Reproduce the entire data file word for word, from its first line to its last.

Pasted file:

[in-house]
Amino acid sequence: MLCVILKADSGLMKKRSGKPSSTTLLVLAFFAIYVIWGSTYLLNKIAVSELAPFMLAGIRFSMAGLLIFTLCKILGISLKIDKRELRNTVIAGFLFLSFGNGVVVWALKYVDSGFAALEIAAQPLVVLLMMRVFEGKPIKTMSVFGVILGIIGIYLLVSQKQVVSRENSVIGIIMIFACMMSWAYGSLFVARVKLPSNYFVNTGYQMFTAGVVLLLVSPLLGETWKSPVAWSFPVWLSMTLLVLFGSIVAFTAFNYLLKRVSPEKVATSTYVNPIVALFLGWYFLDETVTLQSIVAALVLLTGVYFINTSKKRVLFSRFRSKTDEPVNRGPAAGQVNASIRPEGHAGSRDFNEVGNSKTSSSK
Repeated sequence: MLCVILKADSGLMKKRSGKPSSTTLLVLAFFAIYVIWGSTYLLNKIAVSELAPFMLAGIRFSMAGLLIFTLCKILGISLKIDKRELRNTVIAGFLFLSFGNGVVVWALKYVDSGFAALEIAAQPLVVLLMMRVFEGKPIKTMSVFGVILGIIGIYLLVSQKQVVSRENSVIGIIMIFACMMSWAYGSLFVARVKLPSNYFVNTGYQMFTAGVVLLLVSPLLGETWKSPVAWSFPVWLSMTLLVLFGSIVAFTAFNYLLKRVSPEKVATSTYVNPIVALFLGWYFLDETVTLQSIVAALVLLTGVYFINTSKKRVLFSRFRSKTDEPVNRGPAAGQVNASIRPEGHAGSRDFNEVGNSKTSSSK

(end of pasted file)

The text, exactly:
[in-house]
Amino acid sequence: MLCVILKADSGLMKKRSGKPSSTTLLVLAFFAIYVIWGSTYLLNKIAVSELAPFMLAGIRFSMAGLLIFTLCKILGISLKIDKRELRNTVIAGFLFLSFGNGVVVWALKYVDSGFAALEIAAQPLVVLLMMRVFEGKPIKTMSVFGVILGIIGIYLLVSQKQVVSRENSVIGIIMIFACMMSWAYGSLFVARVKLPSNYFVNTGYQMFTAGVVLLLVSPLLGETWKSPVAWSFPVWLSMTLLVLFGSIVAFTAFNYLLKRVSPEKVATSTYVNPIVALFLGWYFLDETVTLQSIVAALVLLTGVYFINTSKKRVLFSRFRSKTDEPVNRGPAAGQVNASIRPEGHAGSRDFNEVGNSKTSSSK
Repeated sequence: MLCVILKADSGLMKKRSGKPSSTTLLVLAFFAIYVIWGSTYLLNKIAVSELAPFMLAGIRFSMAGLLIFTLCKILGISLKIDKRELRNTVIAGFLFLSFGNGVVVWALKYVDSGFAALEIAAQPLVVLLMMRVFEGKPIKTMSVFGVILGIIGIYLLVSQKQVVSRENSVIGIIMIFACMMSWAYGSLFVARVKLPSNYFVNTGYQMFTAGVVLLLVSPLLGETWKSPVAWSFPVWLSMTLLVLFGSIVAFTAFNYLLKRVSPEKVATSTYVNPIVALFLGWYFLDETVTLQSIVAALVLLTGVYFINTSKKRVLFSRFRSKTDEPVNRGPAAGQVNASIRPEGHAGSRDFNEVGNSKTSSSK